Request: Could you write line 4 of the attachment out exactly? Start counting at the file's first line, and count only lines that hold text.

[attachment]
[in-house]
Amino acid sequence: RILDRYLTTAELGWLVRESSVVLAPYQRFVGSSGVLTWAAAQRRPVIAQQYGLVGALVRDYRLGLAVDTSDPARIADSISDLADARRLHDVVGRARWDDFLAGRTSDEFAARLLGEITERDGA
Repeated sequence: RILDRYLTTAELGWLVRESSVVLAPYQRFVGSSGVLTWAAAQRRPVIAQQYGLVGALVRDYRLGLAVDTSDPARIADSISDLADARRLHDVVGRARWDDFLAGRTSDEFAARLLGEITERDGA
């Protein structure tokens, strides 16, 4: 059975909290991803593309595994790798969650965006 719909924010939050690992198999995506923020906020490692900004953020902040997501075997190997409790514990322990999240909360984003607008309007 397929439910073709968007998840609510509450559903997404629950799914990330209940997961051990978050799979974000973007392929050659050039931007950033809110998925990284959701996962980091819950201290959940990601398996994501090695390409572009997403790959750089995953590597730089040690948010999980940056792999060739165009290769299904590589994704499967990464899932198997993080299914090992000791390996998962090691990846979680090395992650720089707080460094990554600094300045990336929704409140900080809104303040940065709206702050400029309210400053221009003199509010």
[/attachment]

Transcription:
């Protein structure tokens, strides 16, 4: 059975909290991803593309595994790798969650965006 719909924010939050690992198999995506923020906020490692900004953020902040997501075997190997409790514990322990999240909360984003607008309007 397929439910073709968007998840609510509450559903997404629950799914990330209940997961051990978050799979974000973007392929050659050039931007950033809110998925990284959701996962980091819950201290959940990601398996994501090695390409572009997403790959750089995953590597730089040690948010999980940056792999060739165009290769299904590589994704499967990464899932198997993080299914090992000791390996998962090691990846979680090395992650720089707080460094990554600094300045990336929704409140900080809104303040940065709206702050400029309210400053221009003199509010």